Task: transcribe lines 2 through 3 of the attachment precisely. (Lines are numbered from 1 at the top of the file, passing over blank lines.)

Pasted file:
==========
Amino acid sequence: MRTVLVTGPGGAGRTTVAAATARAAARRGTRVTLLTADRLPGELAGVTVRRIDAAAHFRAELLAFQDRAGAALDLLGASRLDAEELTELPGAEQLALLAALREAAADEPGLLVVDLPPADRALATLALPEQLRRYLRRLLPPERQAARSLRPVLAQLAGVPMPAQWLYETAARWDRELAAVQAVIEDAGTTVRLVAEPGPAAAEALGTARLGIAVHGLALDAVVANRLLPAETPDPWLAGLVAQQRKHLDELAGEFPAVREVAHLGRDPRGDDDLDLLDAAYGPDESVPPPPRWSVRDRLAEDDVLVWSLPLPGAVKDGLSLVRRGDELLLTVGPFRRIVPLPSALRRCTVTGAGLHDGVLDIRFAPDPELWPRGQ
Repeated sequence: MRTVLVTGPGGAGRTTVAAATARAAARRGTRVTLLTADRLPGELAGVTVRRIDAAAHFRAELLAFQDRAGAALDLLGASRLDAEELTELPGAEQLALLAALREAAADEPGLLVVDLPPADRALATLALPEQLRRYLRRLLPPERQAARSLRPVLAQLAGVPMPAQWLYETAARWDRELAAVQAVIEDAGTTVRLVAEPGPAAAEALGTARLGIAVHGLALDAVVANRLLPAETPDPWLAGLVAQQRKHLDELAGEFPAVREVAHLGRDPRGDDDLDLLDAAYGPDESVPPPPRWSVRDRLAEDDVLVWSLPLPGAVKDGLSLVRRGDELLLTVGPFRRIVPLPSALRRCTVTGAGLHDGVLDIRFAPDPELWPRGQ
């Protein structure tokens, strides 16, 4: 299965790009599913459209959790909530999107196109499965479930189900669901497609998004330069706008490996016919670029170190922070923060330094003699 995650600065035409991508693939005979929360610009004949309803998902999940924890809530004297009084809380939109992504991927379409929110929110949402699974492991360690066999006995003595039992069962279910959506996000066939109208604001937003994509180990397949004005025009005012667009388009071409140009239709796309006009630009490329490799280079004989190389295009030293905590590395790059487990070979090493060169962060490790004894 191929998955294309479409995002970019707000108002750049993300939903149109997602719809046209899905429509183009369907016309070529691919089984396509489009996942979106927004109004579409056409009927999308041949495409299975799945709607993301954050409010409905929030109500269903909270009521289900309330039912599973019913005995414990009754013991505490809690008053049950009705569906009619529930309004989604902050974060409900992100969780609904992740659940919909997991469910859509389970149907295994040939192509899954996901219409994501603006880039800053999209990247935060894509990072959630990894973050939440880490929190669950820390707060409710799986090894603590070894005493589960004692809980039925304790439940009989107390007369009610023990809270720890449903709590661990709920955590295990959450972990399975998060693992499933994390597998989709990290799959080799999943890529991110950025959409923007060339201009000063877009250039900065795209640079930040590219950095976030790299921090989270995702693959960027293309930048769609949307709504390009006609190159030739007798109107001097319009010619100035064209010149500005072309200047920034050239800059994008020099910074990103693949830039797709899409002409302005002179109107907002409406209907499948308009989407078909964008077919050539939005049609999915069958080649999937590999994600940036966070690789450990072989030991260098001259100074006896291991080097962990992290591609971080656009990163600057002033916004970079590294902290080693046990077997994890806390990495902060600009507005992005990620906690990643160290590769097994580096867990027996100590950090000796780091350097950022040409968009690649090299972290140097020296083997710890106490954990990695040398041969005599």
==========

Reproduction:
Repeated sequence: MRTVLVTGPGGAGRTTVAAATARAAARRGTRVTLLTADRLPGELAGVTVRRIDAAAHFRAELLAFQDRAGAALDLLGASRLDAEELTELPGAEQLALLAALREAAADEPGLLVVDLPPADRALATLALPEQLRRYLRRLLPPERQAARSLRPVLAQLAGVPMPAQWLYETAARWDRELAAVQAVIEDAGTTVRLVAEPGPAAAEALGTARLGIAVHGLALDAVVANRLLPAETPDPWLAGLVAQQRKHLDELAGEFPAVREVAHLGRDPRGDDDLDLLDAAYGPDESVPPPPRWSVRDRLAEDDVLVWSLPLPGAVKDGLSLVRRGDELLLTVGPFRRIVPLPSALRRCTVTGAGLHDGVLDIRFAPDPELWPRGQ
């Protein structure tokens, strides 16, 4: 299965790009599913459209959790909530999107196109499965479930189900669901497609998004330069706008490996016919670029170190922070923060330094003699 995650600065035409991508693939005979929360610009004949309803998902999940924890809530004297009084809380939109992504991927379409929110929110949402699974492991360690066999006995003595039992069962279910959506996000066939109208604001937003994509180990397949004005025009005012667009388009071409140009239709796309006009630009490329490799280079004989190389295009030293905590590395790059487990070979090493060169962060490790004894 191929998955294309479409995002970019707000108002750049993300939903149109997602719809046209899905429509183009369907016309070529691919089984396509489009996942979106927004109004579409056409009927999308041949495409299975799945709607993301954050409010409905929030109500269903909270009521289900309330039912599973019913005995414990009754013991505490809690008053049950009705569906009619529930309004989604902050974060409900992100969780609904992740659940919909997991469910859509389970149907295994040939192509899954996901219409994501603006880039800053999209990247935060894509990072959630990894973050939440880490929190669950820390707060409710799986090894603590070894005493589960004692809980039925304790439940009989107390007369009610023990809270720890449903709590661990709920955590295990959450972990399975998060693992499933994390597998989709990290799959080799999943890529991110950025959409923007060339201009000063877009250039900065795209640079930040590219950095976030790299921090989270995702693959960027293309930048769609949307709504390009006609190159030739007798109107001097319009010619100035064209010149500005072309200047920034050239800059994008020099910074990103693949830039797709899409002409302005002179109107907002409406209907499948308009989407078909964008077919050539939005049609999915069958080649999937590999994600940036966070690789450990072989030991260098001259100074006896291991080097962990992290591609971080656009990163600057002033916004970079590294902290080693046990077997994890806390990495902060600009507005992005990620906690990643160290590769097994580096867990027996100590950090000796780091350097950022040409968009690649090299972290140097020296083997710890106490954990990695040398041969005599």